A week after we got back from Vermejo, we all biked into the Valles Caldera National Preserve with some friends and their children. When we reached a clear, shin-deep trout stream, the dads started fly-fishing, and the four kids, ages seven to ten, had a picnic. I kept riding another ten miles, across high valleys fringed by aspens. By the time I got back, the fathers were nowhere in sight and the children were alone in the meadow. For a moment I panicked, the bison mama in me imagining a mountain lion stalking our sweet ones from the edge of the forest. Then I looked more closely. The kids were building elaborate bark boats and floating them down the meandering rivulet in a mock regatta. I sat in the grass and watched, awed by their focus and creativity, not wanting to interfere. If I hadn’t been such an elk that day and had skipped my ride to hang out with them, they might have complained of being bored or hungry. They might have expected to be entertained. Instead they entertained me.

I was still feeling smug about my elk parenting when, a few days later, I sent my ten-year-old, Pippa, on a walk with our black Lab, Pete. Half an hour later, she ran up the driveway, sobbing so hard she could barely talk, with Pete at her heels. She’d crossed onto private property, as we often do on our family walks, skirting an unoccupied house under construction. A worker had yelled at her that she was trespassing, then trailed her in his truck to make sure she left. Terrified that he wanted to hurt her, she hid in the bushes, then ran home the long way. She was unhurt, thankfully, but deeply shaken.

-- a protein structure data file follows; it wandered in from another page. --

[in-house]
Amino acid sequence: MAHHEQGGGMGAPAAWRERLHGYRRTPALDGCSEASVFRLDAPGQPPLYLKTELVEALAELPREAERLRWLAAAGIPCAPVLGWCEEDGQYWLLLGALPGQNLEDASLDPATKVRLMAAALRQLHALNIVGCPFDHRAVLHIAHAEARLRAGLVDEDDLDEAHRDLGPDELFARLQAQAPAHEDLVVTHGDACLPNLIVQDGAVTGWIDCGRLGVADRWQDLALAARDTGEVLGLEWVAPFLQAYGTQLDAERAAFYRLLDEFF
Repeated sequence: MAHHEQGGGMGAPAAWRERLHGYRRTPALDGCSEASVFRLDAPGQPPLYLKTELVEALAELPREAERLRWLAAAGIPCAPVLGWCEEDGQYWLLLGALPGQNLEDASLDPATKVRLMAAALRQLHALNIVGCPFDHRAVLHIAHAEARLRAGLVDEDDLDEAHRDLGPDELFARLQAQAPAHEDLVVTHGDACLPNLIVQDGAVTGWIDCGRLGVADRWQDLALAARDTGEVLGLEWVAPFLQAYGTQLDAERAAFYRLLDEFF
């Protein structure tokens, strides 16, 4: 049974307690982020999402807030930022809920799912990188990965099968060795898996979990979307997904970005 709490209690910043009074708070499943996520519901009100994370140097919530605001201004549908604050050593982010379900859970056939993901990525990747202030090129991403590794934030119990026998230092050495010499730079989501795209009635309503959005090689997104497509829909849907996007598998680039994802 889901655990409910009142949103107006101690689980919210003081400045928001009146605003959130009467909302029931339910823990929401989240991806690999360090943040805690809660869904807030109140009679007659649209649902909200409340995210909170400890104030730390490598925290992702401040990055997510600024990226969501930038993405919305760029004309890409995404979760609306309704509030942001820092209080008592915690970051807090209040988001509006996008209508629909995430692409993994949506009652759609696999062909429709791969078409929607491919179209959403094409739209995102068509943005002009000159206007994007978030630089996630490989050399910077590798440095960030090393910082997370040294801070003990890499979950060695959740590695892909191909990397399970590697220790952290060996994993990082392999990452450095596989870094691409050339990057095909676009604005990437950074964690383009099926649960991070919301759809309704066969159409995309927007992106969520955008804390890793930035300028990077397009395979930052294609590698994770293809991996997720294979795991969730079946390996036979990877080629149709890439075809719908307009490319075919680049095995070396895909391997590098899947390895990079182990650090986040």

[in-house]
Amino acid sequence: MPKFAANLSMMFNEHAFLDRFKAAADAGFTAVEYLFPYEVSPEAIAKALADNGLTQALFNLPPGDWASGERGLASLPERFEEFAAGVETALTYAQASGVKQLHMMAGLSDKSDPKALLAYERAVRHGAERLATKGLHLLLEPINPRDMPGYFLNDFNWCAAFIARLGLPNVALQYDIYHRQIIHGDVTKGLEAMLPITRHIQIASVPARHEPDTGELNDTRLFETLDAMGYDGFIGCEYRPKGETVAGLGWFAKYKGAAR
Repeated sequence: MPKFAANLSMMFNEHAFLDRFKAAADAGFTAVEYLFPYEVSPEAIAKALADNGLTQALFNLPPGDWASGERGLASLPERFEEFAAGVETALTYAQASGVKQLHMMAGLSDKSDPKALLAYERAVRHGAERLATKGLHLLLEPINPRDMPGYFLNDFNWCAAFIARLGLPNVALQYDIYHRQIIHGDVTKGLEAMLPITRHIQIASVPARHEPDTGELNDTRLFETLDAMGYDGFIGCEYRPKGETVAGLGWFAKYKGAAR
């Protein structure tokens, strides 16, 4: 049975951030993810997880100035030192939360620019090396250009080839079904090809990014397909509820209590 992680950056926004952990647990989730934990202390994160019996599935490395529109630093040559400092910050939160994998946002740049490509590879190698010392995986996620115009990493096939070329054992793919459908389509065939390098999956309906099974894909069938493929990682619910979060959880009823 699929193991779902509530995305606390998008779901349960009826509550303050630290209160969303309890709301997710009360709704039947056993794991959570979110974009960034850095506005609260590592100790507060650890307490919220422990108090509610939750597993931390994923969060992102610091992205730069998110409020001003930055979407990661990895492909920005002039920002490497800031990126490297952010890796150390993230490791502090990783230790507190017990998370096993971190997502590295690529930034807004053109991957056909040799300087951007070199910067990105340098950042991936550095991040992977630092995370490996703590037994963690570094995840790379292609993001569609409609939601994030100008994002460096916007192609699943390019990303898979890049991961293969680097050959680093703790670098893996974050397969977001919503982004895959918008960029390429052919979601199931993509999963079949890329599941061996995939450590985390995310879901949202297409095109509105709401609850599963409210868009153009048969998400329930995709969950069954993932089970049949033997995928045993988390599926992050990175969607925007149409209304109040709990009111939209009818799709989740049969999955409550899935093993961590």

I went over scenarios in my head: I should have taught Pippa not to go onto private property. I should have reminded her to run straight home if she found herself scared or in trouble. I should have given her a walkie-talkie (she doesn’t have a phone). Maybe, like a good bison mother, I shouldn’t have let her go alone in the first place.

But then I remembered: life isn’t black and white. Good parenting can’t be reduced to labels, either-or, this or that. Sometimes, like the day in the caldera, we can be elk, but other circumstances demand that we step up and be bison. Maybe we can learn to be both at the same time.

This story might have ended here, but a few weeks ago, as I was finishing this piece, Pippa emerged from her room where she’d been reading. “I’m bored,” she announced.

“Why don’t you walk down to the library?” I suggested. Then I remembered. “Are you worried because of what happened last time?”

“No,” she said.

Good girl, I thought.

“Don’t talk to strangers,” I reminded her. “Ask to use the phone if you need to call me.”

“OK,” she said. And with that, she gave a little wave and turned and walked down the driveway.

Katie Arnold is a freelance journalist and editor who writes Raising Rippers for Outside online. She lives in Santa Fe, New Mexico, with her husband, two young daughters, and puppy Pete.

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This post originally appeared on Outside and was published July 13, 2019. This article is republished here with permission.